From the moment K and I had hailed a cab on the New York City street that afternoon we were confronting racism. The cabbie wanted us to leave his taxi and take another; he did not want to drive to the airport. When I said that I would willingly leave but also report him, he agreed to take us. K suggested we just get another cab. We faced similar hostility when we stood in the first-class line at the airport. Ready with our coupon upgrades, we were greeted by two young white airline employees who continued their personal conversation and acted as though it were a great interruption serve us. When I tried to explain that we had upgrade coupons, I was told by the white male that "he was not to me." It was not clear why they were so hostile. When I suggested to K that I never see white males receiving such treatment in the first-class line, the white female insisted that "race" had nothing to do with it, that she was just trying to serve us as
quickly as possible. I noted that as a line of white men stood behind us they were indeed eager to complete our transaction even if it meant showing no courtesy. Even when I requested to speak with a supervisor, shutting down that inner voice which urged me not to make a fuss, not to complain and possibly make life more difficult for the other black folks who would have to seek service from these two, the white attendants discussed together whether they would honor that request. Finally, the white male called a supervisor. He listened, apologized, stood quietly by as the white female gave us the appropriate service. When she handed me the tickets, I took a cursory look at them to see if all was in order. Everything seemed fine. Yet she looked at me vath a gleam of hatred in her eye that startled, it was so intense. After we reached our gate, I shared vath K that I should look at the tickets again because I kept seeing that gleam of hatred. Indeed, they had not been done properly.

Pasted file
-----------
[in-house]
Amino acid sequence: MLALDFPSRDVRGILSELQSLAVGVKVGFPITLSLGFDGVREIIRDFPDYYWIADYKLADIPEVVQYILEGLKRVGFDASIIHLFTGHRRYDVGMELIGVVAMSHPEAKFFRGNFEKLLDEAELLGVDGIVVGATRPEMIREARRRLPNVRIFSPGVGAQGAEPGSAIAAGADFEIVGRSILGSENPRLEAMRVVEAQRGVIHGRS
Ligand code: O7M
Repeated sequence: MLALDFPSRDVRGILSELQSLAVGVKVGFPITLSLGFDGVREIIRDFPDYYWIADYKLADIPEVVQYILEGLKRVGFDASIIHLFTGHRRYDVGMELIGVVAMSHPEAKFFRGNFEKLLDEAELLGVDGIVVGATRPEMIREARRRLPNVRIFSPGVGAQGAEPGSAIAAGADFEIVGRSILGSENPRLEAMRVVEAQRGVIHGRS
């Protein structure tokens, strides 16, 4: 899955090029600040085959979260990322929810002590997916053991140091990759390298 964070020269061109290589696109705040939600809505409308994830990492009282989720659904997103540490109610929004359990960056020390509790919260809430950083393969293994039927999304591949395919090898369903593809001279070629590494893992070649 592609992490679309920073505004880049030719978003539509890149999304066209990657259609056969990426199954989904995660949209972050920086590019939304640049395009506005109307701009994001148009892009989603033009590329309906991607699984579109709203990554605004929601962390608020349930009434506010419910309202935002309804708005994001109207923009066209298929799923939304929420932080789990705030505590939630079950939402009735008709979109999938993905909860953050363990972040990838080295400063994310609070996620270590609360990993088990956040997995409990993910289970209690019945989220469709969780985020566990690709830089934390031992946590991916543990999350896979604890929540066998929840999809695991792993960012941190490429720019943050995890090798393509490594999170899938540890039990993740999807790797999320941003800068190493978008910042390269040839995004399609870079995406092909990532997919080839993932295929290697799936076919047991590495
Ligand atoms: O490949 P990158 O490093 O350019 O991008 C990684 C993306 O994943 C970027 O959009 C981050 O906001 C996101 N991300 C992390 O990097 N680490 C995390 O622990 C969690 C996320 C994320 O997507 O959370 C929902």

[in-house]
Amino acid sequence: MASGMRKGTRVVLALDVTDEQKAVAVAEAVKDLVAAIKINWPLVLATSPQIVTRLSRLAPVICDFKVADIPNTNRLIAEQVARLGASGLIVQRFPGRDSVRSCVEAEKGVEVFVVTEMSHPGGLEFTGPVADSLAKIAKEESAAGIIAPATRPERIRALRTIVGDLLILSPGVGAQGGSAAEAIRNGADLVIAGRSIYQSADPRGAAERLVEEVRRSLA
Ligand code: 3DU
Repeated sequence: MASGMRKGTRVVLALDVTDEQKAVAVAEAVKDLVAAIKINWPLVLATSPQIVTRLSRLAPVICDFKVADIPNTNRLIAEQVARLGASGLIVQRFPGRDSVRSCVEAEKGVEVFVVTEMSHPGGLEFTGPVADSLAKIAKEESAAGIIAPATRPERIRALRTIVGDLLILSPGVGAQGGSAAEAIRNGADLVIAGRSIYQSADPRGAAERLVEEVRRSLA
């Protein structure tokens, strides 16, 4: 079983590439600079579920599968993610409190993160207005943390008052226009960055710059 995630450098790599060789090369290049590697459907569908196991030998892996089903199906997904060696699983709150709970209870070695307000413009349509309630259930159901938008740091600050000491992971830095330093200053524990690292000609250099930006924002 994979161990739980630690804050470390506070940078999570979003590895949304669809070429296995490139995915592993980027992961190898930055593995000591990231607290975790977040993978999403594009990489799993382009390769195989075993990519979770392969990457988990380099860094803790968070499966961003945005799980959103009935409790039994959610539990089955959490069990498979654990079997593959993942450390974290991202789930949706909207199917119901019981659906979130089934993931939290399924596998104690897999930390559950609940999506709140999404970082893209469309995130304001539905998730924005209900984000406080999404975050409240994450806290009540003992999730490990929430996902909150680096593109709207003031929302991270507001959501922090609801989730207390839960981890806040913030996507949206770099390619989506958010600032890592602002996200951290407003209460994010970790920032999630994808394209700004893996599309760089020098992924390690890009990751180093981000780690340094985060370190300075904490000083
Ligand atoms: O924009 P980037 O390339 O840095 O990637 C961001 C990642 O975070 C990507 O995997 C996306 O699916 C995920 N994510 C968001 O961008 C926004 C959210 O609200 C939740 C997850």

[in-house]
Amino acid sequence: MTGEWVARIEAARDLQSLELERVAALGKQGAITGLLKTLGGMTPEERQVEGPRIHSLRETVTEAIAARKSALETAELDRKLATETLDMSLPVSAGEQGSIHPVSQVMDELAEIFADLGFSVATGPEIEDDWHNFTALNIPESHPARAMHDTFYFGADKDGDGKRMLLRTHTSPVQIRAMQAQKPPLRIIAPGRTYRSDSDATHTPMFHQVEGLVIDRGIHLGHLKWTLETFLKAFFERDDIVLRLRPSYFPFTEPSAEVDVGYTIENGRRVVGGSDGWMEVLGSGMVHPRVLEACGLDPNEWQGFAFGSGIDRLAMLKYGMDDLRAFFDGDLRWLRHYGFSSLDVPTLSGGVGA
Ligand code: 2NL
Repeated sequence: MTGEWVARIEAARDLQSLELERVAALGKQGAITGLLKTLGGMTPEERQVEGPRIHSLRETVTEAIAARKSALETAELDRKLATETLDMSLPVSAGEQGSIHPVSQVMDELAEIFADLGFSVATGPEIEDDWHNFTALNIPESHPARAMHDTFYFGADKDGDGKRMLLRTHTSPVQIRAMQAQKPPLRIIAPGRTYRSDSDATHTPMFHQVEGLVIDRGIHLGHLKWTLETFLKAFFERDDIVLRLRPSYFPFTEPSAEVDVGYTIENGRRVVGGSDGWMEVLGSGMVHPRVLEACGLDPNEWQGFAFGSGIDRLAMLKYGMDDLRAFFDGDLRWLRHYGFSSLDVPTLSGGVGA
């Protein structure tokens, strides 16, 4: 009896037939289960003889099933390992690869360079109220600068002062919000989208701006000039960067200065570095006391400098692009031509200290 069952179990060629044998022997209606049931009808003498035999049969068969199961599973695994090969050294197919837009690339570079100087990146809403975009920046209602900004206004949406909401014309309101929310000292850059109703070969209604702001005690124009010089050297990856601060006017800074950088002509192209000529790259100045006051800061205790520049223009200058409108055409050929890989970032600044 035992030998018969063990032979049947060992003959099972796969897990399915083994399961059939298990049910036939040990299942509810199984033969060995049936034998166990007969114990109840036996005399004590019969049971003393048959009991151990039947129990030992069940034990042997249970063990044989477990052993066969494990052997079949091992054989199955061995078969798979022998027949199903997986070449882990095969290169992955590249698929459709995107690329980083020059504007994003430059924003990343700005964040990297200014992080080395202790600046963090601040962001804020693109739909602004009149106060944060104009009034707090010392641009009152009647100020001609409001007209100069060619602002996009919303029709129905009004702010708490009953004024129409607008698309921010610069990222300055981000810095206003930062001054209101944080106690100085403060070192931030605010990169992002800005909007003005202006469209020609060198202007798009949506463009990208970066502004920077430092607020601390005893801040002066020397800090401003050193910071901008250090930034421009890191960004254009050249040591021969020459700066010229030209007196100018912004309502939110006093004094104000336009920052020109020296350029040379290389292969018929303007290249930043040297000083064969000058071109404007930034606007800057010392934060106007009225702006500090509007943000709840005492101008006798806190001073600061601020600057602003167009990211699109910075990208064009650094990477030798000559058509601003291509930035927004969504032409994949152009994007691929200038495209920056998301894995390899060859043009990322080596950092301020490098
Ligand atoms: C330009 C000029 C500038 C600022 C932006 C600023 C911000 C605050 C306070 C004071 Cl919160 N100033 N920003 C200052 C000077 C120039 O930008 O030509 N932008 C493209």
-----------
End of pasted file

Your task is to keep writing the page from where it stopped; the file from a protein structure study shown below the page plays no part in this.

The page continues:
I went back to the counter and asked a helpful black skycap to find the supervisor. Even though he was black, I did not suggest that we had been the victims of racial harassment. I asked him instead if he could think of any reason why these two young white folks were so hostile.